John Allen looks at Ratzinger/Benedict’s response to abuse

The growing numbers of news reports about Catholic Church sex-abuse scandals in Germany and Ireland will draw every possible reaction from observers.

Some will say that it’s about time that the media are focusing on decades of abuse.

Others will say that the abuse cases in question date back to the 60s, 70s and sometimes 80, and that it is irresponsible for the media to cover these things as if they happened yesterday.

The fact that Pope Benedict XVI has been tied indirectly to one notorious case will ensure that emotions on all sides are hotter than ever.

JohnLAllenI have to recommend that people who want to get a handle on things read John Allen’s outstanding analysis in NCR. He focuses on Cardinal Ratzinger’s response to sex-abuse allegations and how he, as the pope, has evolved.

I see it as a detailed, comprehensive, pretty balanced and ultimately educational look at a big story. Of course, others will see it quite differently.

In fact, if you read it, go on and read the dozens of comments afterward. They cover the gamut.

He’s getting killed by critics of the church, like this one:


I realize, John, that for your access to your sources at the Vatican, you cannot be too blunt. But talk about who has been drinking the Kool-Aid, you must be on a sugar-high! This is the Pope we are talking about who is able to demote and/or remove anyone in the hierarchy!!!! Not ONE bishop from the United States has been removed by this Pope; not ONE!!!!!!


And he’s taking it from defenders of the church, like this one:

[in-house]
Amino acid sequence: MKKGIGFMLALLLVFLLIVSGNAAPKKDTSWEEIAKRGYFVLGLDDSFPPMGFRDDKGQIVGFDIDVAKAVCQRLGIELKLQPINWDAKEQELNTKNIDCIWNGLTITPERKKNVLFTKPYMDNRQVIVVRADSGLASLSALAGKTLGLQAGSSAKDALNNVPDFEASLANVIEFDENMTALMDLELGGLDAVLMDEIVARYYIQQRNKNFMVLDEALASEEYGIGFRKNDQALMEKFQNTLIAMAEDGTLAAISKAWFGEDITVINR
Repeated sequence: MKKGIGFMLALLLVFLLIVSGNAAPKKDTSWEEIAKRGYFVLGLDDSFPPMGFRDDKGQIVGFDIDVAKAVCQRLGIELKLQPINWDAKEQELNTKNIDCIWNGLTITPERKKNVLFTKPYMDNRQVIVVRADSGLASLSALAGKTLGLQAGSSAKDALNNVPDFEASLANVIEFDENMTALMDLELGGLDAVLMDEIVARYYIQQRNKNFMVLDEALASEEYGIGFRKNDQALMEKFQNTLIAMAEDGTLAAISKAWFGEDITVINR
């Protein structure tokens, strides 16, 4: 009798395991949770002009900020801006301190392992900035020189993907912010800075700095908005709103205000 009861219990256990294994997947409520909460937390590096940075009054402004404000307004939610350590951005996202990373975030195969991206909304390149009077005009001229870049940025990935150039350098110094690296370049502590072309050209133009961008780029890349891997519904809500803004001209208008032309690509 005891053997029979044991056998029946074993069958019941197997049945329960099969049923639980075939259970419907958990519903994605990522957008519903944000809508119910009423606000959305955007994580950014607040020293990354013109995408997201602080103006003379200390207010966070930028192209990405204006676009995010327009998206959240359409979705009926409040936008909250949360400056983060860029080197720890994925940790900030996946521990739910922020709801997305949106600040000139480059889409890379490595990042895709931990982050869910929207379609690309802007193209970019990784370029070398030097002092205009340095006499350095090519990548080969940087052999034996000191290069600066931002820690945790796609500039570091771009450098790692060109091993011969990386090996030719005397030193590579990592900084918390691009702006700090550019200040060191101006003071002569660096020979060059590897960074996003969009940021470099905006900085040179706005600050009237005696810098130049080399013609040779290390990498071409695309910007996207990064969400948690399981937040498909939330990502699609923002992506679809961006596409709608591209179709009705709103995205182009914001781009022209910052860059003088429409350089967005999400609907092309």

Benedict is one of the greatest Popes in the History of the Church! There is so much more to all of this then know, we should becareful with what we say! He is the Pope, God had chosen him to lead his people in a World full of hate for the Church and our Lord.


Many readers are arguing that John bends over backwards to present the pope in the best possible light.

The comments make for good reading. But read John first.

Dolan: A red hat for autumn?

Since Archbishop Dolan came to New York a year ago, it’s been widely assumed that he would have to wait to become a cardinal.

Cardinal Egan is only 77 and is eligible to enter a conclave to vote for a pope until he turns 80. In general, it is held that the Vatican does not like to have two cardinal-electors representing the same diocese.

So Dolan would have to wait until Egan, the retired archbishop of NY, is 80.

But this is only a guideline, not a rule. And popes can do whatever they want.

Two Rome newspapers are reporting that Benedict XVI will announce in October that a consistory will be held in November and that Dolan will be one of the new cardinals named.

They also say that Archbishop Raymond Burke, the former archbishop of St. Louis who is now serving in a Vatican post, will also get a red hat.

Not named: Archbishop Donald Wuerl, archbishop of Washington, D.C., since 2006.

Here’s the interesting thing: The two Roman newspapers in question, La Stampa and il Giornale, have pretty much the same names. They’re either both right or both wrong.